When successful and ethical managers are alerted to possible organizational wrongdoing, they take corrective action before the problems become crises. However, recent research [e.g., Rynes et al. (2007, Academy of Management Journal50(5), 987–1008)] indicates that many organizations fail to implement evidence-based practices (i.e., practices that are consistent with research findings), in many aspects of human resource management. In this paper, we draw from years of research on whistle-blowing by social scientists and legal scholars and offer concrete suggestions to managers who (...) are interested in encouraging internal reporting of problems requiring attention, and to observers of questionable activity who are considering reporting it. We also identify ways that research suggests policy-makers can have a more positive influence. We hope that these suggestions will help foster evidence-based practice regarding whistle-blowing. (shrink)
Abstract:We analyzed data from a survey of employees of a large military base in order to assess possible differences in the whistle-blowing process due to type of wrongdoing observed. Employees who observed perceived wrongdoing involving mismanagement, sexual harassment, or unspecified legal violations were significantly more likely to report it than were employees who observed stealing, waste, safety problems, or discrimination. Further, type of wrongdoing was significantly related to reasons given by employees who observed wrongdoing but did not report it, across (...) all forms of wrongdoing. However, the primary reason that observers did not report it was that they thought nothing could be done to rectify the situation. Finally, type of wrongdoing was significantly related to the cost of the wrongdoing, the quality of the evidence about the wrongdoing, and the comprehensiveness of retaliation against the whistle-blower. These findings suggest that type of wrongdoing makes a difference in the whistle-blowing process, and it should be examined in future research. (shrink)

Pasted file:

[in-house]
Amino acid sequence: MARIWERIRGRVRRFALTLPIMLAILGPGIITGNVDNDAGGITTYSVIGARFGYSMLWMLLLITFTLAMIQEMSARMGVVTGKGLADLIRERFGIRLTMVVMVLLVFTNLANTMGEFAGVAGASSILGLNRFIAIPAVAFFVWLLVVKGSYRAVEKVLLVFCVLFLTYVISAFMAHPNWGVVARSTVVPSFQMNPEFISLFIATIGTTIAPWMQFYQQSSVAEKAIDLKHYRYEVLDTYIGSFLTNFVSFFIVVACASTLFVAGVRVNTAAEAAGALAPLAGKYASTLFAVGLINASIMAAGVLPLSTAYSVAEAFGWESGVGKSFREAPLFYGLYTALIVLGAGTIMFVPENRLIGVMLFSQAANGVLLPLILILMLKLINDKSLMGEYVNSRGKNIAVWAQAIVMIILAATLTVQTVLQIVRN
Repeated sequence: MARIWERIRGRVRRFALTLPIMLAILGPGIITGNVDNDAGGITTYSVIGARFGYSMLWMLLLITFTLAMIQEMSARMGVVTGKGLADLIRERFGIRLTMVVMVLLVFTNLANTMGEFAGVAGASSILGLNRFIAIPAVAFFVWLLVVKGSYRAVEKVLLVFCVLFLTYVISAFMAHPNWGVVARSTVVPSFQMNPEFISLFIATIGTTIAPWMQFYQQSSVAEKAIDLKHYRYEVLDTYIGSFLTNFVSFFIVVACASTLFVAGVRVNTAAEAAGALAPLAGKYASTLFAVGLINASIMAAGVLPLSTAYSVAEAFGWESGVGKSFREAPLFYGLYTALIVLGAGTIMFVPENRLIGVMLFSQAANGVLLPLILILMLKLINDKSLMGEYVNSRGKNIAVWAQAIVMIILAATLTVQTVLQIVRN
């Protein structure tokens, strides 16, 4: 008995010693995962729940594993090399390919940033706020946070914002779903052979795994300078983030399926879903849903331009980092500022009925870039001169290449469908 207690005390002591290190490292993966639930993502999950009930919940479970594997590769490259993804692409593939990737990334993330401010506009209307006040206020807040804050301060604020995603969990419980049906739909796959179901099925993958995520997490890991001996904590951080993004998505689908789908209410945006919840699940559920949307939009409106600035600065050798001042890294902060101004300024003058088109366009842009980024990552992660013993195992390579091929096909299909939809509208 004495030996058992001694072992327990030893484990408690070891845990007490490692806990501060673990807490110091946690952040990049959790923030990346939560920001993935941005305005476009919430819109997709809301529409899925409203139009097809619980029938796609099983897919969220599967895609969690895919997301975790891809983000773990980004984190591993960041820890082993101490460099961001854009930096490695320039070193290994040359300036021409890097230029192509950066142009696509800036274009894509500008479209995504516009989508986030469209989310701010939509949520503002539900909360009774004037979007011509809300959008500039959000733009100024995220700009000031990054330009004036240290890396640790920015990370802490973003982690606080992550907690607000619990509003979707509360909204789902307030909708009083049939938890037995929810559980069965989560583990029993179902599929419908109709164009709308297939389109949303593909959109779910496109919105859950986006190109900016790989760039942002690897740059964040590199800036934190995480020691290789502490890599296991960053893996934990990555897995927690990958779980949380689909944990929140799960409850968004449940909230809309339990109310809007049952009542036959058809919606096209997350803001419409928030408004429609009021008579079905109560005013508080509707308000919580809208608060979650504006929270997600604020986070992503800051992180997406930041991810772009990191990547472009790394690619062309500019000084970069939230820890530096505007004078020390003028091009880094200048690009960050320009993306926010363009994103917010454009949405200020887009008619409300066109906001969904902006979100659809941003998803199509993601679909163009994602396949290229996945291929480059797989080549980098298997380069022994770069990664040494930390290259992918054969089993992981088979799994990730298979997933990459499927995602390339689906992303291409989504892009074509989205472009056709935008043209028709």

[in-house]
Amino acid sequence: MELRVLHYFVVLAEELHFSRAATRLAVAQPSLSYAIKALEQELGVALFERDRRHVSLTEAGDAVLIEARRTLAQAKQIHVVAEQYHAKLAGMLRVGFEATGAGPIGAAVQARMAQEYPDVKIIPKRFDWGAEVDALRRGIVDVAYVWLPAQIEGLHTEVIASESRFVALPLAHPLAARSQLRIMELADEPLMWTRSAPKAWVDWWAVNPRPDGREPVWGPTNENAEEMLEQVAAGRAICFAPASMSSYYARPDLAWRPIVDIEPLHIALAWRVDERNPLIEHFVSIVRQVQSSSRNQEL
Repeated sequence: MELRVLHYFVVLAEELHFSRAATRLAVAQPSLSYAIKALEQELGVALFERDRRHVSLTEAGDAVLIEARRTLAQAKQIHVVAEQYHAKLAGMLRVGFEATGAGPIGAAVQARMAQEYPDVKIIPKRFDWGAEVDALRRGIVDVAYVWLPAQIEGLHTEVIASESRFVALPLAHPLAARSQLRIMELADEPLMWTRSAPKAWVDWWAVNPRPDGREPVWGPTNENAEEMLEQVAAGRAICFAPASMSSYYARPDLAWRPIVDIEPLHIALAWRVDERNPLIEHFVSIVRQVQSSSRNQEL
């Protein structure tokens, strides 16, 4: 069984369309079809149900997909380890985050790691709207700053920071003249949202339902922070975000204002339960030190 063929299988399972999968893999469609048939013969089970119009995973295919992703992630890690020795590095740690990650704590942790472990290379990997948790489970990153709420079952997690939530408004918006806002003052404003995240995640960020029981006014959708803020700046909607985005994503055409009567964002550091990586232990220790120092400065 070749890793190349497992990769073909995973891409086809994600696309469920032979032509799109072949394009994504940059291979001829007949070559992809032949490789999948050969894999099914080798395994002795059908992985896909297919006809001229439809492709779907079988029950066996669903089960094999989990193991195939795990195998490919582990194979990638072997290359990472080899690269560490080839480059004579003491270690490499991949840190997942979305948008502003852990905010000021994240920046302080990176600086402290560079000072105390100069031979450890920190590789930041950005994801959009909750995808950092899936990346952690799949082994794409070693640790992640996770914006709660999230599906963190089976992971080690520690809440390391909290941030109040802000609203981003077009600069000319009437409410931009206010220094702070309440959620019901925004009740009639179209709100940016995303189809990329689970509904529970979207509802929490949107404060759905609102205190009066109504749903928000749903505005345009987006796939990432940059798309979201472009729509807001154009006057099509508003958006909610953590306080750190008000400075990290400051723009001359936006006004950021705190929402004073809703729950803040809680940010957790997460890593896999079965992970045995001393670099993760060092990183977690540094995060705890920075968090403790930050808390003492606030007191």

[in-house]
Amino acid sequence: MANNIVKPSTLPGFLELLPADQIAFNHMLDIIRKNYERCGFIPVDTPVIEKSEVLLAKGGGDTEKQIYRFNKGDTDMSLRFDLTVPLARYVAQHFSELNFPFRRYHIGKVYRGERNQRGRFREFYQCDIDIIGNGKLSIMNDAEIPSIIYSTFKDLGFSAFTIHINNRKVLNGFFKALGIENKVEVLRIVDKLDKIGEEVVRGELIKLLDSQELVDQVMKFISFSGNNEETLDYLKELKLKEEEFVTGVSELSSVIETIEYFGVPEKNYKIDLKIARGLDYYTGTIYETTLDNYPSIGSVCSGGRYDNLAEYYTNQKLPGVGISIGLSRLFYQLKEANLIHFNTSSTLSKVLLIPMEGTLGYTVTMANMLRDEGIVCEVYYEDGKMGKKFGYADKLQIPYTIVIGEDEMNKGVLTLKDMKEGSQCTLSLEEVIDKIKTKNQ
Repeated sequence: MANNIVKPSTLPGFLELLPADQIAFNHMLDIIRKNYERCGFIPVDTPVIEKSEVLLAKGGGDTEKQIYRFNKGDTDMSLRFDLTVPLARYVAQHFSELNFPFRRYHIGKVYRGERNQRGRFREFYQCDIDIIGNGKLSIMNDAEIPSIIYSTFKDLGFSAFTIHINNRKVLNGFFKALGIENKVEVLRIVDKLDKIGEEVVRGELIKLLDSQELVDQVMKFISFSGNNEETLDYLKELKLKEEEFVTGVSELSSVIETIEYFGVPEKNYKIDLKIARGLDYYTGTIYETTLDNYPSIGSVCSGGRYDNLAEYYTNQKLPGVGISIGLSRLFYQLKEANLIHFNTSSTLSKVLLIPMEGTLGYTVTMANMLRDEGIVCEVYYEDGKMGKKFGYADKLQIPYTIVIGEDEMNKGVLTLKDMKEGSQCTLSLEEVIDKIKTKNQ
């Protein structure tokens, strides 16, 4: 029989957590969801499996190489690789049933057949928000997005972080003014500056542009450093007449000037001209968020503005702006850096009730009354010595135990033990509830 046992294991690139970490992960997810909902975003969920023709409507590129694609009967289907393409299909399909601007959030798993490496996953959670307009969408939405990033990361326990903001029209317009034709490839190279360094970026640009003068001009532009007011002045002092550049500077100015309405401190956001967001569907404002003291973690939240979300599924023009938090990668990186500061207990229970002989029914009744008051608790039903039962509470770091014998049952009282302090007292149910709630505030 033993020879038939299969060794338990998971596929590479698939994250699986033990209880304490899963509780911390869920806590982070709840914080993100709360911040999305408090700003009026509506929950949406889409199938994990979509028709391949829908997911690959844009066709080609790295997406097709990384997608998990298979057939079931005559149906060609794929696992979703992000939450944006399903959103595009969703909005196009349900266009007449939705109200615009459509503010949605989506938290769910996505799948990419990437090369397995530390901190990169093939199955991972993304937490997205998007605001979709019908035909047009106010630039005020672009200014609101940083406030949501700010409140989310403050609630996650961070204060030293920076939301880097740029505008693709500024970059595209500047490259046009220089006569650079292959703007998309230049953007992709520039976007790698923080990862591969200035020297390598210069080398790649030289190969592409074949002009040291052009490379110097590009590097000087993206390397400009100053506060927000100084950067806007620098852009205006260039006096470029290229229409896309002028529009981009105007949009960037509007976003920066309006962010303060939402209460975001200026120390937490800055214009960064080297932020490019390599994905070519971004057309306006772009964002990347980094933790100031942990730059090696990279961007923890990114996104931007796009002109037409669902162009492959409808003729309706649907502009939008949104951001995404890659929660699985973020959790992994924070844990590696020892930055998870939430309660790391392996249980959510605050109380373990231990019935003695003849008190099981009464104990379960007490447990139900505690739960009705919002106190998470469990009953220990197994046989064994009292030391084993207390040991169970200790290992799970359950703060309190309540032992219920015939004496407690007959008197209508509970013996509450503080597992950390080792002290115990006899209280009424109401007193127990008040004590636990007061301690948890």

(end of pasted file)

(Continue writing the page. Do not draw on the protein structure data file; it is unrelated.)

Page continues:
Research on whistle-blowing has been hampered by a lack of a sound theoretical base. In this paper, we draw upon existing theories of motivation and power relationships to propose a model of the whistle-blowing process. This model focuses on decisions made by organization members who believe they have evidence of organizational wrongdoing, and the reactions of organization authorities. Based on a review of the sparse empirical literature, we suggest variables that may affect both the members' decisions and the organization's responses.
Comparable worth is a controversial compensation strategy. In this paper, research issues that arise when employers perform point-based job evaluations, but deviate from them because of market factors, are discussed. Greater research attention to the actual operation of markets and to the consequences of conflicts in equity perceptions is encouraged.
Who blows the whistle — a loner or a well-liked team player? Which of them is more likely to lead a successful opposition to perceived organizational wrongdoing? The potential influence of co-worker pressures to conform on whistle-blowing activity or the likely effects of whistle-blowing on the group have not been addressed. This paper presents a preliminary model of whistle-blowing as an act of nonconformity. One implication is that the success of an opposition will depend on the characteristics of the whistle-blower (...) and how the complaint is pursued. Specific hypotheses and general suggestions for future research and practice are offered. (shrink)